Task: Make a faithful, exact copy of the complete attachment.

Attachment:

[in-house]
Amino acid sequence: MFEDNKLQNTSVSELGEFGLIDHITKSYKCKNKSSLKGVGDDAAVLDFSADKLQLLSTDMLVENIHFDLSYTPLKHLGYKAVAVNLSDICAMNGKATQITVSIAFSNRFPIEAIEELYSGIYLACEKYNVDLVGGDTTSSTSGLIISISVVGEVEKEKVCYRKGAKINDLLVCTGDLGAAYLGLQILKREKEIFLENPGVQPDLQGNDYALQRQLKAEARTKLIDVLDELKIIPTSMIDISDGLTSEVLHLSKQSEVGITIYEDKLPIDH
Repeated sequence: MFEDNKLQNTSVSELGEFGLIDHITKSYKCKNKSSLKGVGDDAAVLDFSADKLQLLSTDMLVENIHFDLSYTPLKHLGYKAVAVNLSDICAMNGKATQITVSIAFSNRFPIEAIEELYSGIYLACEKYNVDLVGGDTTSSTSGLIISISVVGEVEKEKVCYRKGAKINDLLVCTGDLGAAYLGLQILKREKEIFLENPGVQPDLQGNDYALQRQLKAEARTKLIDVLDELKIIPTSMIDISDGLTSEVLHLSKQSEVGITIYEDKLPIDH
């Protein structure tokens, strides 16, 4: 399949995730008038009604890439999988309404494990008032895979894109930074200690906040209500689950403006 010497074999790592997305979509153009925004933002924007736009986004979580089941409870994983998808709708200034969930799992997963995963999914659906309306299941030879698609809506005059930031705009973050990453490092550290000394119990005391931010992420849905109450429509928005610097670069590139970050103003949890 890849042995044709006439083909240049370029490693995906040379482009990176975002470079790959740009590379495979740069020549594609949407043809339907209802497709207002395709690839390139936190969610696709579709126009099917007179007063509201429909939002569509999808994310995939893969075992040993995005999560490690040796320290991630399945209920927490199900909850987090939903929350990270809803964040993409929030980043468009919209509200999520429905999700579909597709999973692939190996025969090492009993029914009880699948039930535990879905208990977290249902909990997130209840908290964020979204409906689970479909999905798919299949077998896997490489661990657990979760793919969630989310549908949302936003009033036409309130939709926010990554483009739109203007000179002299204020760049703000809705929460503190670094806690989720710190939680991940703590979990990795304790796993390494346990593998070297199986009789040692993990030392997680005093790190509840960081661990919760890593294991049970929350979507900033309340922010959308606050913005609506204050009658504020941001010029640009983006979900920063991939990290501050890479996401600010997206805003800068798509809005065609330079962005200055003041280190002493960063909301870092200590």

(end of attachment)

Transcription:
[in-house]
Amino acid sequence: MFEDNKLQNTSVSELGEFGLIDHITKSYKCKNKSSLKGVGDDAAVLDFSADKLQLLSTDMLVENIHFDLSYTPLKHLGYKAVAVNLSDICAMNGKATQITVSIAFSNRFPIEAIEELYSGIYLACEKYNVDLVGGDTTSSTSGLIISISVVGEVEKEKVCYRKGAKINDLLVCTGDLGAAYLGLQILKREKEIFLENPGVQPDLQGNDYALQRQLKAEARTKLIDVLDELKIIPTSMIDISDGLTSEVLHLSKQSEVGITIYEDKLPIDH
Repeated sequence: MFEDNKLQNTSVSELGEFGLIDHITKSYKCKNKSSLKGVGDDAAVLDFSADKLQLLSTDMLVENIHFDLSYTPLKHLGYKAVAVNLSDICAMNGKATQITVSIAFSNRFPIEAIEELYSGIYLACEKYNVDLVGGDTTSSTSGLIISISVVGEVEKEKVCYRKGAKINDLLVCTGDLGAAYLGLQILKREKEIFLENPGVQPDLQGNDYALQRQLKAEARTKLIDVLDELKIIPTSMIDISDGLTSEVLHLSKQSEVGITIYEDKLPIDH
């Protein structure tokens, strides 16, 4: 399949995730008038009604890439999988309404494990008032895979894109930074200690906040209500689950403006 010497074999790592997305979509153009925004933002924007736009986004979580089941409870994983998808709708200034969930799992997963995963999914659906309306299941030879698609809506005059930031705009973050990453490092550290000394119990005391931010992420849905109450429509928005610097670069590139970050103003949890 890849042995044709006439083909240049370029490693995906040379482009990176975002470079790959740009590379495979740069020549594609949407043809339907209802497709207002395709690839390139936190969610696709579709126009099917007179007063509201429909939002569509999808994310995939893969075992040993995005999560490690040796320290991630399945209920927490199900909850987090939903929350990270809803964040993409929030980043468009919209509200999520429905999700579909597709999973692939190996025969090492009993029914009880699948039930535990879905208990977290249902909990997130209840908290964020979204409906689970479909999905798919299949077998896997490489661990657990979760793919969630989310549908949302936003009033036409309130939709926010990554483009739109203007000179002299204020760049703000809705929460503190670094806690989720710190939680991940703590979990990795304790796993390494346990593998070297199986009789040692993990030392997680005093790190509840960081661990919760890593294991049970929350979507900033309340922010959308606050913005609506204050009658504020941001010029640009983006979900920063991939990290501050890479996401600010997206805003800068798509809005065609330079962005200055003041280190002493960063909301870092200590």